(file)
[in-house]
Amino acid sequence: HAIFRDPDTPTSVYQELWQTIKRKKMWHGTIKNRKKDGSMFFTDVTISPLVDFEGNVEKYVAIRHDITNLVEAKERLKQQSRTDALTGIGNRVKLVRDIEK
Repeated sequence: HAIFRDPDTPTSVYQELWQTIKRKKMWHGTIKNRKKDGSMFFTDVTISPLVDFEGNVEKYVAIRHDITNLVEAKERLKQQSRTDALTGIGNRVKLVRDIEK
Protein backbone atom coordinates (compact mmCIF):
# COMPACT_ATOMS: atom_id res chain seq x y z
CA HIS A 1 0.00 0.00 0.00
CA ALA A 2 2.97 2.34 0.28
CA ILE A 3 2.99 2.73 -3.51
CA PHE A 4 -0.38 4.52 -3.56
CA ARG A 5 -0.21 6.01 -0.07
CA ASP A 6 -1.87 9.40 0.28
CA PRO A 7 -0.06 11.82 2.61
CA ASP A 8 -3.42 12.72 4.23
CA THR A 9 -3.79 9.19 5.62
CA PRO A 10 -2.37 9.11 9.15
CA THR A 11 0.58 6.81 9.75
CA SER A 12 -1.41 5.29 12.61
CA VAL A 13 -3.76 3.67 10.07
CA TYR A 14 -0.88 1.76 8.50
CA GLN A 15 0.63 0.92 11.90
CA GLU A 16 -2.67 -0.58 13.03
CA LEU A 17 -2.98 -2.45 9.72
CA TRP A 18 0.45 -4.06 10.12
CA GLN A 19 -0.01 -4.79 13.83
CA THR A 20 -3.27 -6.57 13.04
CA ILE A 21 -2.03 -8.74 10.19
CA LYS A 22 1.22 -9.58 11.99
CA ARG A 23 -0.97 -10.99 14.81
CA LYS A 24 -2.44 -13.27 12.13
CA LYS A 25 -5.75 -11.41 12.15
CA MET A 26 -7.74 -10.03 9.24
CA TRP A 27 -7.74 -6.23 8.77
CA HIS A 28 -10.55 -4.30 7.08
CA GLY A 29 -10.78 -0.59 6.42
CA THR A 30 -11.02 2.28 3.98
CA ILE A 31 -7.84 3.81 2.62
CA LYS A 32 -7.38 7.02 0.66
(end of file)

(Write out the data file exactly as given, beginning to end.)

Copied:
[in-house]
Amino acid sequence: HAIFRDPDTPTSVYQELWQTIKRKKMWHGTIKNRKKDGSMFFTDVTISPLVDFEGNVEKYVAIRHDITNLVEAKERLKQQSRTDALTGIGNRVKLVRDIEK
Repeated sequence: HAIFRDPDTPTSVYQELWQTIKRKKMWHGTIKNRKKDGSMFFTDVTISPLVDFEGNVEKYVAIRHDITNLVEAKERLKQQSRTDALTGIGNRVKLVRDIEK
Protein backbone atom coordinates (compact mmCIF):
# COMPACT_ATOMS: atom_id res chain seq x y z
CA HIS A 1 0.00 0.00 0.00
CA ALA A 2 2.97 2.34 0.28
CA ILE A 3 2.99 2.73 -3.51
CA PHE A 4 -0.38 4.52 -3.56
CA ARG A 5 -0.21 6.01 -0.07
CA ASP A 6 -1.87 9.40 0.28
CA PRO A 7 -0.06 11.82 2.61
CA ASP A 8 -3.42 12.72 4.23
CA THR A 9 -3.79 9.19 5.62
CA PRO A 10 -2.37 9.11 9.15
CA THR A 11 0.58 6.81 9.75
CA SER A 12 -1.41 5.29 12.61
CA VAL A 13 -3.76 3.67 10.07
CA TYR A 14 -0.88 1.76 8.50
CA GLN A 15 0.63 0.92 11.90
CA GLU A 16 -2.67 -0.58 13.03
CA LEU A 17 -2.98 -2.45 9.72
CA TRP A 18 0.45 -4.06 10.12
CA GLN A 19 -0.01 -4.79 13.83
CA THR A 20 -3.27 -6.57 13.04
CA ILE A 21 -2.03 -8.74 10.19
CA LYS A 22 1.22 -9.58 11.99
CA ARG A 23 -0.97 -10.99 14.81
CA LYS A 24 -2.44 -13.27 12.13
CA LYS A 25 -5.75 -11.41 12.15
CA MET A 26 -7.74 -10.03 9.24
CA TRP A 27 -7.74 -6.23 8.77
CA HIS A 28 -10.55 -4.30 7.08
CA GLY A 29 -10.78 -0.59 6.42
CA THR A 30 -11.02 2.28 3.98
CA ILE A 31 -7.84 3.81 2.62
CA LYS A 32 -7.38 7.02 0.66